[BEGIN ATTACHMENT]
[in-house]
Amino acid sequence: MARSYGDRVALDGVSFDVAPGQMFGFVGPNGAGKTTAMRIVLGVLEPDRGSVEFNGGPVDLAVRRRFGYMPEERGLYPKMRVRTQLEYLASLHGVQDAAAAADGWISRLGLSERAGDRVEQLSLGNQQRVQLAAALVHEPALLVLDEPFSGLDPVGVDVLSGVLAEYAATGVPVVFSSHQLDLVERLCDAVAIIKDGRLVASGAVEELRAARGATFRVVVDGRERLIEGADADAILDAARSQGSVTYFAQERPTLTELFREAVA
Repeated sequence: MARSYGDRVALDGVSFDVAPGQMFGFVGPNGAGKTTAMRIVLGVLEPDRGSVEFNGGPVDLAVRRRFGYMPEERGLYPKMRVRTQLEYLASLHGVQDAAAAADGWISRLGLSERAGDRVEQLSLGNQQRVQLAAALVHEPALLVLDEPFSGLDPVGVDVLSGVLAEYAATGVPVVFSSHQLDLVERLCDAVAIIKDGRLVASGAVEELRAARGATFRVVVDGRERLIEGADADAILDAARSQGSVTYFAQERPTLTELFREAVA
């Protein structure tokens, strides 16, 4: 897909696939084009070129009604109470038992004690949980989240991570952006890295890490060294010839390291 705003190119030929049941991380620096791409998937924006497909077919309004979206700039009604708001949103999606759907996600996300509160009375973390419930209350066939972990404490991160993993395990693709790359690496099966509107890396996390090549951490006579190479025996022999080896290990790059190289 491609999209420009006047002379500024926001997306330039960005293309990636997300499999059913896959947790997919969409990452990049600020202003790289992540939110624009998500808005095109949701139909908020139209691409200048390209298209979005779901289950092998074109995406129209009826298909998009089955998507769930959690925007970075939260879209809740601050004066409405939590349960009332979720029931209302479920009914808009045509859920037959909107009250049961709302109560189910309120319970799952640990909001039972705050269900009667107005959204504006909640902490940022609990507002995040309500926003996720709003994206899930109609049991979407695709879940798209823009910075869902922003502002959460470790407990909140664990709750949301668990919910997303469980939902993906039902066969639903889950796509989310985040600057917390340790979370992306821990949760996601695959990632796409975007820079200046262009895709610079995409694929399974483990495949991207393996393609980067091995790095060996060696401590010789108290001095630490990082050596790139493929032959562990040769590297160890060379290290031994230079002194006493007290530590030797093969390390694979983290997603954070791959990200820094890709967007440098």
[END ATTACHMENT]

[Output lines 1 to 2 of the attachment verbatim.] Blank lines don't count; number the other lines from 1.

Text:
[in-house]
Amino acid sequence: MARSYGDRVALDGVSFDVAPGQMFGFVGPNGAGKTTAMRIVLGVLEPDRGSVEFNGGPVDLAVRRRFGYMPEERGLYPKMRVRTQLEYLASLHGVQDAAAAADGWISRLGLSERAGDRVEQLSLGNQQRVQLAAALVHEPALLVLDEPFSGLDPVGVDVLSGVLAEYAATGVPVVFSSHQLDLVERLCDAVAIIKDGRLVASGAVEELRAARGATFRVVVDGRERLIEGADADAILDAARSQGSVTYFAQERPTLTELFREAVA